Health care management classes prep students for business side of medical fields

UNK Health Care Management students, clockwise from left, Shelby Chapelle of Lincoln, graduate Kent Schmer of Brule and Kelly Messbarger of Kearney present research in December at CHI Health Good Samaritan. The health care management minor was first offered at UNK in the fall of 2014. There are currently 28 students with the minor. (Photos courtesy of Anna Fryda/CHI Health)
UNK Health Care Management students, clockwise from left, Shelby Chapelle of Lincoln, graduate Kent Schmer of Brule and Kelly Messbarger of Kearney present research in December at CHI Health Good Samaritan. The health care management minor was first offered at UNK in the fall of 2014. There are currently 28 students with the minor. (Photos courtesy of Anna Fryda/CHI Health)

By SARA GIBONEY
UNK Communications

KEARNEY – The University of Nebraska at Kearney’s health care management minor offers specialized training in management for future health care professionals.

In a partnership between the Health Sciences Program and Management Department in the College of Business and Technology, new classes in health care management were developed to meet students’ needs.

Fleig-Palmer-Michelle 2
Michelle Fleig-Palmer

“It’s so important that we understand changes in the marketplace in terms of products and services that are being offered, but also in terms of the skills that students need to be effective employees. Those changes are happening rapidly,” said Michelle Fleig-Palmer, associate professor of business management.

“Twenty years ago, no one ever worried about clinicians having business backgrounds. But when we look at the changes in the financing of health care, and we look at the fact that practices are becoming larger, there are more complexities that make having a business background necessary.”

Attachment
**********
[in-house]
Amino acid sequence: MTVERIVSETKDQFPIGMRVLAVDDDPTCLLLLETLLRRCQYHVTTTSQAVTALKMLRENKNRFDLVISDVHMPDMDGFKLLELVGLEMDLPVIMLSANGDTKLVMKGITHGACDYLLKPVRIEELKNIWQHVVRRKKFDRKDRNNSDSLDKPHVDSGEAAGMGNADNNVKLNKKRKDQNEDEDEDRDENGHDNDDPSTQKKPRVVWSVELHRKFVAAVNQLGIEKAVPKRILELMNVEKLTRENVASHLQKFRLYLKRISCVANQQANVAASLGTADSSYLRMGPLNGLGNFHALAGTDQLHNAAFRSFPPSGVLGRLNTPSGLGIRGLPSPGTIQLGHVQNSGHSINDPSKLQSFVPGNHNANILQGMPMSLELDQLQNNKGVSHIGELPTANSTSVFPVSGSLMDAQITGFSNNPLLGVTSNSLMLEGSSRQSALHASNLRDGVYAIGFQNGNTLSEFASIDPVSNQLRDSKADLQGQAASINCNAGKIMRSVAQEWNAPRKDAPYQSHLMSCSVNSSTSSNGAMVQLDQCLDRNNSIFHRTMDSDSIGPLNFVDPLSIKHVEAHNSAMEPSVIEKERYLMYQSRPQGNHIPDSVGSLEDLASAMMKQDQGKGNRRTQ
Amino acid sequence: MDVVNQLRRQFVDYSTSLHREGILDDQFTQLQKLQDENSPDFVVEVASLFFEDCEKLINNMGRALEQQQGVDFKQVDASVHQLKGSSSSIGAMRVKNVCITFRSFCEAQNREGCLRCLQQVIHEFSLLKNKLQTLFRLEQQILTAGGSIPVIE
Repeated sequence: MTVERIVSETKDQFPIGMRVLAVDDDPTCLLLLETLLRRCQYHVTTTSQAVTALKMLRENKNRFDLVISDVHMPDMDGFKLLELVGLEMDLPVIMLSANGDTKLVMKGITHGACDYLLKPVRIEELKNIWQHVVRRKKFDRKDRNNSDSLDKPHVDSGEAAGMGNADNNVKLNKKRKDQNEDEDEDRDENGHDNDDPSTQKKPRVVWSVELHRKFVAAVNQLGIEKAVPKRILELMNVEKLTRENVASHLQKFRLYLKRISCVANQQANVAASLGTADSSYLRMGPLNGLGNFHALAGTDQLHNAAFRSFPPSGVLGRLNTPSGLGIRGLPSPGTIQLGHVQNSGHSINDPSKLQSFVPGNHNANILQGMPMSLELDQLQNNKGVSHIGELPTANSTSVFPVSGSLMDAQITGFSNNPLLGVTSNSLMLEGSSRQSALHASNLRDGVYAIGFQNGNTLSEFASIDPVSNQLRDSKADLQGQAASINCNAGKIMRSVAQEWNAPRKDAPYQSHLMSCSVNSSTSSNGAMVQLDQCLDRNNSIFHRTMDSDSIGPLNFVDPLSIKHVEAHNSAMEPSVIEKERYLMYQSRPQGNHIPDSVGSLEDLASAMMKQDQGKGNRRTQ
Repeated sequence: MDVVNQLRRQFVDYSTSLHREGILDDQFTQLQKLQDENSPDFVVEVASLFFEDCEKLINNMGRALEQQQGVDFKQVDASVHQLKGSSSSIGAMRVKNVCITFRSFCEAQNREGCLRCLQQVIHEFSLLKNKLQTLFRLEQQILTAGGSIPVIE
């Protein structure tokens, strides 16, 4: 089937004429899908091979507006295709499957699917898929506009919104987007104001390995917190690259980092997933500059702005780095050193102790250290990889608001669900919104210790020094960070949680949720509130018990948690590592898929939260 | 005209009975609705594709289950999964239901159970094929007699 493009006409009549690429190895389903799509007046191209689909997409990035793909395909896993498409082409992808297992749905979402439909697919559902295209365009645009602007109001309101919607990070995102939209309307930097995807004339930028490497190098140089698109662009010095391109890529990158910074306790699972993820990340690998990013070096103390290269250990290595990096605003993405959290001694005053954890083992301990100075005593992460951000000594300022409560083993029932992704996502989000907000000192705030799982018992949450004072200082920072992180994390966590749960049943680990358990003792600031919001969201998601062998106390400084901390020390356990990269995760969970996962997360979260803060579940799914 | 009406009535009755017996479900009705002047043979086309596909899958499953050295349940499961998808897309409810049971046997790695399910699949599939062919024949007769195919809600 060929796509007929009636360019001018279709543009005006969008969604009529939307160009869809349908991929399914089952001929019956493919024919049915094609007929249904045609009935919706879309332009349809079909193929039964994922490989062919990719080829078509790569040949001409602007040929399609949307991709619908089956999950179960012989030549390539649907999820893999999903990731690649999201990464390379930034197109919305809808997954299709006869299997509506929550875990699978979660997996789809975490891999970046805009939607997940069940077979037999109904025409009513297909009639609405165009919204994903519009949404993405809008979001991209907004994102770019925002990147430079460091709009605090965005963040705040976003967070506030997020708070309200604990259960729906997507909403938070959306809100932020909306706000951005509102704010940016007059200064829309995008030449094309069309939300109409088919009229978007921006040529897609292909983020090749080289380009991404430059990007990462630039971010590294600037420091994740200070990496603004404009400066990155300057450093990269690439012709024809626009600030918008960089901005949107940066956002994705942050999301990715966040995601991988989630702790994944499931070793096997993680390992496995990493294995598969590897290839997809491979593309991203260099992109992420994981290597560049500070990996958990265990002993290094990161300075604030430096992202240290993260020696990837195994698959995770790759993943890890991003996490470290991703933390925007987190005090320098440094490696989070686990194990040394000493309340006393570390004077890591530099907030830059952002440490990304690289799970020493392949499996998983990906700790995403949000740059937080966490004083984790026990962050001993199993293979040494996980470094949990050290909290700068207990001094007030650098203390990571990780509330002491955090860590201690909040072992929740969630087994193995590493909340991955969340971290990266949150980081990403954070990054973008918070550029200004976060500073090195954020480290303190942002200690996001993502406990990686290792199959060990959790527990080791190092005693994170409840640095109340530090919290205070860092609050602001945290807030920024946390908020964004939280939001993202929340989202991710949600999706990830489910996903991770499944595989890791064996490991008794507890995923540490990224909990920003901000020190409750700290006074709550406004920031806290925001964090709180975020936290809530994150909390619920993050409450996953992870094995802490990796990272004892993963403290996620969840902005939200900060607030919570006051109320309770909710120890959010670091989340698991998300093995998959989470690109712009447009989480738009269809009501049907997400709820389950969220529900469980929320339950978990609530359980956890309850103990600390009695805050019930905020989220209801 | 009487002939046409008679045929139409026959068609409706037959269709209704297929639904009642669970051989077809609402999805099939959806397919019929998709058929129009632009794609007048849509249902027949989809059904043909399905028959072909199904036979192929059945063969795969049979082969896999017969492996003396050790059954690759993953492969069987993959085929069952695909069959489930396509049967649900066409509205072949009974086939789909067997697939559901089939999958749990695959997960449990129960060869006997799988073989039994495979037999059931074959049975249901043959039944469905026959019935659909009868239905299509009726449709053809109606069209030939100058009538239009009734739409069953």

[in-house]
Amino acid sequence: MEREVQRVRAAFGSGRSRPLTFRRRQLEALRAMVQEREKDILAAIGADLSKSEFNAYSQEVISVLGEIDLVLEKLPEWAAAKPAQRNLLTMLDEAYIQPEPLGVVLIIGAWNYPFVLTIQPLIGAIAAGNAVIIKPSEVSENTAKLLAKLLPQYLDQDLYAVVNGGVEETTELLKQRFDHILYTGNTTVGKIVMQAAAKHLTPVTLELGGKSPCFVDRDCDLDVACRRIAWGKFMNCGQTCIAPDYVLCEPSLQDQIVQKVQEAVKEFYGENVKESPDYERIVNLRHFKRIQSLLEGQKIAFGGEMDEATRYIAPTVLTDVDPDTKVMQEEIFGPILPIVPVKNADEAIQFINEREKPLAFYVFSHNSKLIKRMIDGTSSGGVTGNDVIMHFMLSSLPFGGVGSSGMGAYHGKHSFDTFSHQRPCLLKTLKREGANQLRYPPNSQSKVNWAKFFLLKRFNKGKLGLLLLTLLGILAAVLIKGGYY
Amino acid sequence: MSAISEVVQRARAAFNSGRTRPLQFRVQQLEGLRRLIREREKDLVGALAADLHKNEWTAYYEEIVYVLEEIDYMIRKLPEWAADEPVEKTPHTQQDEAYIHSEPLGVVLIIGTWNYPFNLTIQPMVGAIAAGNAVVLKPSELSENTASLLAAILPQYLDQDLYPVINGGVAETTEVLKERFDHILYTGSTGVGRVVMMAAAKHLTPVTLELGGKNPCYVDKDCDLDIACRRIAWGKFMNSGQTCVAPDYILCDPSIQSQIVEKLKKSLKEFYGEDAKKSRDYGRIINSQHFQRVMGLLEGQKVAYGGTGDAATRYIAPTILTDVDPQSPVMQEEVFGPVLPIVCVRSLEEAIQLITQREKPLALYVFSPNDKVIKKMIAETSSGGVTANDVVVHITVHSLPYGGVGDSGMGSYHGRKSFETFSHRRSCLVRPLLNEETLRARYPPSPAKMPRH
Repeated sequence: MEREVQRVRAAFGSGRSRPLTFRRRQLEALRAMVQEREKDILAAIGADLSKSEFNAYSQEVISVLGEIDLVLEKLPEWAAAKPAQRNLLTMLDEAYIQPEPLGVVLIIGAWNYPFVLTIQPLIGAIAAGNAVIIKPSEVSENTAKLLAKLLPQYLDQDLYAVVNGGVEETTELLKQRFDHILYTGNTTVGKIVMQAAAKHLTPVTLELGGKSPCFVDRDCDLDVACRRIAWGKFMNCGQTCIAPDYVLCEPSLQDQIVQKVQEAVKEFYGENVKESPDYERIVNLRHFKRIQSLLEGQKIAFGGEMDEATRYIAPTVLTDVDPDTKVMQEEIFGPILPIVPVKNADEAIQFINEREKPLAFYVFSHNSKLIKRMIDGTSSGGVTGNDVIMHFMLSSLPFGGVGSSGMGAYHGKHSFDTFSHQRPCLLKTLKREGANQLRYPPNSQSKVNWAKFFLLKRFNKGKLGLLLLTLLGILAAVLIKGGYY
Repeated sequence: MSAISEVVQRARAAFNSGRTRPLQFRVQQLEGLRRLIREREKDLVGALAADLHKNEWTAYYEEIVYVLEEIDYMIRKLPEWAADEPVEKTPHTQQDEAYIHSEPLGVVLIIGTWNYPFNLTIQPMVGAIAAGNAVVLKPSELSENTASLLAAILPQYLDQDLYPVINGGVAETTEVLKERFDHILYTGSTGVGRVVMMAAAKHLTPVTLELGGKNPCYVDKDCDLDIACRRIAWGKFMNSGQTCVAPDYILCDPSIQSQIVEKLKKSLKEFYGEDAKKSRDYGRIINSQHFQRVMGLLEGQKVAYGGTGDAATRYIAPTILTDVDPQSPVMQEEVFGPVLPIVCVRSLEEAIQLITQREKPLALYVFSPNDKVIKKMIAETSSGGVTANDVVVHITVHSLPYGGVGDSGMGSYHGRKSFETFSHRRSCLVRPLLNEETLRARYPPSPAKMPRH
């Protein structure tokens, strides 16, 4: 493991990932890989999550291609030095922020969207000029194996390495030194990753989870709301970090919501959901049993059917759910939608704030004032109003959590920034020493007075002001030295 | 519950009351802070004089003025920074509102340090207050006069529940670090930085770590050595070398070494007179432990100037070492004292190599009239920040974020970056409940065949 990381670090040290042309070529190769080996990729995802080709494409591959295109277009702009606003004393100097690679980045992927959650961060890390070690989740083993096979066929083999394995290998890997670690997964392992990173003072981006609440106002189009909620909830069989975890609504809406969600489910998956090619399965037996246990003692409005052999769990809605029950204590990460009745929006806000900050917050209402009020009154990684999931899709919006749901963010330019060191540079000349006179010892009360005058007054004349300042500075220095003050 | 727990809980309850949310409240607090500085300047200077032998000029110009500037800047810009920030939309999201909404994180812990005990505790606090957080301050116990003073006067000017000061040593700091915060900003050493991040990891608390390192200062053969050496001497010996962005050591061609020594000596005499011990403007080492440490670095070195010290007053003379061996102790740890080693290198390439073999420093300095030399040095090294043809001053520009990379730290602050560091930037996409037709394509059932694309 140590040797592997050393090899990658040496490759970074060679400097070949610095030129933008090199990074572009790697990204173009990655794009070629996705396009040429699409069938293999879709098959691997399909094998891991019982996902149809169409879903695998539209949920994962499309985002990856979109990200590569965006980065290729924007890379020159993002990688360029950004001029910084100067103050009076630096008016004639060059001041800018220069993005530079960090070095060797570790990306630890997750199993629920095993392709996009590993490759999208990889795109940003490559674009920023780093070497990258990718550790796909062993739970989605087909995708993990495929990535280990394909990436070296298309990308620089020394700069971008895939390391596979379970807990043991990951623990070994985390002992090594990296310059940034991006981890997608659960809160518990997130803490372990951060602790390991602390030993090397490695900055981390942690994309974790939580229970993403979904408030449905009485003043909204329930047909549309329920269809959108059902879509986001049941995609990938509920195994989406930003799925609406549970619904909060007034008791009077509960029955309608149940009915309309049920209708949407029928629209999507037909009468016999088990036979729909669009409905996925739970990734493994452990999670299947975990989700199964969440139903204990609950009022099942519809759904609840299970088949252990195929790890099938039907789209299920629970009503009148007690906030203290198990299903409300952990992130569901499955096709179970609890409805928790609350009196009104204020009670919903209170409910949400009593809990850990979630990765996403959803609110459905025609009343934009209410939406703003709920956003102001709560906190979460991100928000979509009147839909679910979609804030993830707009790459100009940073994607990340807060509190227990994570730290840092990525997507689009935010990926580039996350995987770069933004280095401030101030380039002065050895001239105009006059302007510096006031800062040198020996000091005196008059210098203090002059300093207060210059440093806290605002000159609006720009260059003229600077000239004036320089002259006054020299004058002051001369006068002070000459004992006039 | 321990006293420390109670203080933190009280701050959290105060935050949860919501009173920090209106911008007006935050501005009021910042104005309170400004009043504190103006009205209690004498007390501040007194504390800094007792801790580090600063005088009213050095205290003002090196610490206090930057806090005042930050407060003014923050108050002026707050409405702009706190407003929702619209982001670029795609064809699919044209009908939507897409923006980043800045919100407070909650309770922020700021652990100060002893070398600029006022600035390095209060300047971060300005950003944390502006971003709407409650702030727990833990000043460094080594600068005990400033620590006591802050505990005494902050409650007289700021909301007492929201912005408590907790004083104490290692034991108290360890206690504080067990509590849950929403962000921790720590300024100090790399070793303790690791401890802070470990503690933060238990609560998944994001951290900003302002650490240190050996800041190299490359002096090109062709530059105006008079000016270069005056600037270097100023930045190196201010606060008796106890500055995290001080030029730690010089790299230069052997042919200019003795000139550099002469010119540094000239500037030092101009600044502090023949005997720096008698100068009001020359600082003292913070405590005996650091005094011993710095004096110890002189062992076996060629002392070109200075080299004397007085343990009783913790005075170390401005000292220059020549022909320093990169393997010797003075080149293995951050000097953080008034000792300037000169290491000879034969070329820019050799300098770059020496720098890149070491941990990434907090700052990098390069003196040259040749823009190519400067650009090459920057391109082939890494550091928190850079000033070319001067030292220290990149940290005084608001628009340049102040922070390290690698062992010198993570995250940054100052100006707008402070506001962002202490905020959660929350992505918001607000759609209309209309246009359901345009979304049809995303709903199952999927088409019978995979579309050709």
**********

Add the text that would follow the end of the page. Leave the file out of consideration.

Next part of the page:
The health care management minor was first offered in the fall of 2014. There are currently 28 students with the minor at UNK.

Classes include Health Care Management I and II, Medical Terminology and Health Care Economics. Students are required to take the core classes in health care management and 14 hours of elective classes.

“Students are able to tailor the electives based on their interest. If you’re going into dentistry or chiropractic care, you’re probably going to be running your own business. So entrepreneurship classes are more important. If you are going to be a doctor, you’re probably going to work in a clinic or hospital. So business law becomes more important for you. We’ve made the minor flexible to meet the needs of the students,” Fleig-Palmer said.

A new class, Healthcare Delivery Systems and Policies, is also being offered. The class will cover the basics of health insurance, history of health care in the United States and health care laws.

Fleig-Palmer said research is an important aspect of health care management classes. Students complete research projects based on their area of interest in the health care system.

Research topics from the fall 2015 semester included supplement use for athletes, music therapy for dementia, reduction of waste in hospital laboratories through recycling, overcoming language barriers in health care and the importance of gift shops in hospitals.

“For years, local healthcare practitioners have indicated to our students that a background in business or management would have been beneficial in their professional careers.  Our students will now have the opportunity to take these courses and enter the healthcare workforce better prepared,” said Peg Abels, director of health programs at UNK.

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Source: Michelle Fleig-Palmer, 308.865.8869, fleigpalmerm@unk.edu
Writer: Sara Giboney, 308.865.8529, giboneys2@unk.edu

One thought on “Health care management classes prep students for business side of medical fields

  1. With 35+ years of medical clinic ownership and 37 years in clinical practice, I’d be happy to be a guest speaker to a health care business management class sometime. I’m presently enrolled at UNK in the MBA program. There is much to share from experience. Kindest regards, Steve Engen

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